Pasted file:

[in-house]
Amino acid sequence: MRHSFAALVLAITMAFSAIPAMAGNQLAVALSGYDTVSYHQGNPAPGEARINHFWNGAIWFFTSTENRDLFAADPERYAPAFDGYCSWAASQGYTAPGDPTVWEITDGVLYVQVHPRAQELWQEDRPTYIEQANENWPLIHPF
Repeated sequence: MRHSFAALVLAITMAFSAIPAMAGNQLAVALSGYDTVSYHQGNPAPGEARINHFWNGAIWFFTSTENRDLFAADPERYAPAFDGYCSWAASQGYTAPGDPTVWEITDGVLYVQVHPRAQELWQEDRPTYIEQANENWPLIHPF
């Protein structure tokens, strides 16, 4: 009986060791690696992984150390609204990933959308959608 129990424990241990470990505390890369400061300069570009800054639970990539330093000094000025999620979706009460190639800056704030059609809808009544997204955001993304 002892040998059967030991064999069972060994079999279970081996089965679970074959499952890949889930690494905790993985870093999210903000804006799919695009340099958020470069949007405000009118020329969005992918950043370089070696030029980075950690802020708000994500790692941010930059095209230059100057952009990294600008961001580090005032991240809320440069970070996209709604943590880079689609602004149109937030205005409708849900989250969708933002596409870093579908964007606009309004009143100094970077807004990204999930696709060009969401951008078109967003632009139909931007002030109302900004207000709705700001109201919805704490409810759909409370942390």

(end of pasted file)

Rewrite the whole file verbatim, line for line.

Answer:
[in-house]
Amino acid sequence: MRHSFAALVLAITMAFSAIPAMAGNQLAVALSGYDTVSYHQGNPAPGEARINHFWNGAIWFFTSTENRDLFAADPERYAPAFDGYCSWAASQGYTAPGDPTVWEITDGVLYVQVHPRAQELWQEDRPTYIEQANENWPLIHPF
Repeated sequence: MRHSFAALVLAITMAFSAIPAMAGNQLAVALSGYDTVSYHQGNPAPGEARINHFWNGAIWFFTSTENRDLFAADPERYAPAFDGYCSWAASQGYTAPGDPTVWEITDGVLYVQVHPRAQELWQEDRPTYIEQANENWPLIHPF
């Protein structure tokens, strides 16, 4: 009986060791690696992984150390609204990933959308959608 129990424990241990470990505390890369400061300069570009800054639970990539330093000094000025999620979706009460190639800056704030059609809808009544997204955001993304 002892040998059967030991064999069972060994079999279970081996089965679970074959499952890949889930690494905790993985870093999210903000804006799919695009340099958020470069949007405000009118020329969005992918950043370089070696030029980075950690802020708000994500790692941010930059095209230059100057952009990294600008961001580090005032991240809320440069970070996209709604943590880079689609602004149109937030205005409708849900989250969708933002596409870093579908964007606009309004009143100094970077807004990204999930696709060009969401951008078109967003632009139909931007002030109302900004207000709705700001109201919805704490409810759909409370942390």